But if you fancy a New Year’s Eve with a difference then take a look at some of our suggestions for an alternative New Year’s Eve extravaganza.

Witness the Allendale Tar Barle in Northumberland…

Hadrians Wall panorama

Enjoy the heritage of Hadrian’s Wall country

The village of Allendale in Northumberland is tucked away in the beautiful countryside of the Allen Valley and Hadrian’s Wall country. Normally a sleepy village built around a large main square encompassed by old buildings and a number of inviting pubs. Late on New Year’s Eve you wouldn’t recognise it as the same village. Enjoy a lovely meal in one of the pubs with a pint of real ale and warm up beside a cosy log fire before venturing outside to watch the famous Allendale Tar Barle Ceremony.

It dates back to the Dark Ages but this Pagan tradition has never been forgotten. Join locals and visitors alike as the village comes alive. At 11.30pm the guisers (local men in costume and painted faces) carry barrels of tar and paraffin into the square where they’re lit. The flaming barrels are then heaved onto their heads and they march through the village – at least they’ll be nice and toasty! The procession culminates at midnight with the barrels being flung onto a huge bonfire swiftly ensued by singing, dancing and merriment. It’s a spectacle not to be missed.

Be the first to get your foot in the door…

Continuing with tradition the first footers then leave Allendale’s square to call on local residents. The tradition of ‘first footing’ is an age-old English tradition, but not so well known these days. At midnight residents try to be the first person to call on a friend’s door and offer them a gift. Much to the delight of the village’s female residents, traditionally handsome men are preferred to carry out the custom! Entering through the front door is said to bring good luck for the following year and then they must leave through the back door. Give it a try this New Year – who wouldn’t want a little good luck for 2015?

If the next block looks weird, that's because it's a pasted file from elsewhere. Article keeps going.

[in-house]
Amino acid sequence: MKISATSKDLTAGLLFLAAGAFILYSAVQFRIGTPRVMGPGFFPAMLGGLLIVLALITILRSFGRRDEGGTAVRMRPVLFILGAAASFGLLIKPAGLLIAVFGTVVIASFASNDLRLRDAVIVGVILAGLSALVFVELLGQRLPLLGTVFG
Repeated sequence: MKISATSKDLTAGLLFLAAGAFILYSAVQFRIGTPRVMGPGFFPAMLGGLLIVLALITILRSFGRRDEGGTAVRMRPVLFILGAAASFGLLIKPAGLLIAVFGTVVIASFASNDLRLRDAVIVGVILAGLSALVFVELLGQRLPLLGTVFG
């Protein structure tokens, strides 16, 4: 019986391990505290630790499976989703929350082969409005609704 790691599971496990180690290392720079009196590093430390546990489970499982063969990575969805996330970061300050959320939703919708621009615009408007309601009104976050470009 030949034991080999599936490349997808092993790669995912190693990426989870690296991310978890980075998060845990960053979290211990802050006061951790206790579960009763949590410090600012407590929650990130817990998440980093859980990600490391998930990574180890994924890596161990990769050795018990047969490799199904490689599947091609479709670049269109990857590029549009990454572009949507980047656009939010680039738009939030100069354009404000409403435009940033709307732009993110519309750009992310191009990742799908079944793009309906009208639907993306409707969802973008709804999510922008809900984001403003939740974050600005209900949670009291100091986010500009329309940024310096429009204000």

Enjoy New Year in Newquay…

Worship the winter sun in Cornwall

Cornwall is often thought of as a summer holiday destination with its family attractions and fabulous beaches. On New Year’s Eve, Newquay’s central square is transformed into a carnival of colour and fancy dress. The more outrageous the costume the better.  Count down to midnight surrounded by locals and visitors from all over the country, you’re guaranteed a great end to 2014 – and some amazing coastal views to boot!

Have a flaming good time in Scotland…

Things heat up in the Shetland Isles

Enjoy street parties, fireworks, music and a New Year’s Eve you’ll never forget in Scotland’s capital. Edinburgh has long been famous for its Hogmanay celebrations, but for something different, check out these other Scottish destinations for New Year’s Eve ….

Crowds of people the world-over flock to Stonehaven on Hogmanay. Nestling just south of Aberdeen, close to Dunnotar Castle in the north east of Scotland, the Fireball Festival is a tradition that has been kept alive for over 100 years at least. Stand well back at midnight and savour the buzz of the atmosphere. Bad spirits are banished as fireballs are flung around the heads of locals who parade through the streets so the New Year’s good spirits can enter.  It’s a sight that has to be seen to be believed.

If you can’t make it to Stonehaven for Hogmanay then take a couple of weeks to recover from your New Year revelries and then venture further north to the Shetland Islands . On the last Tuesday of January every year Shetlanders and tourists alike celebrate the Viking fire festival of ‘Up Helly Aa’; a mesmerising parade of Vikings advance through Lerwick town centre culminating in torching a Viking longboat – which a chosen few have spent all year building!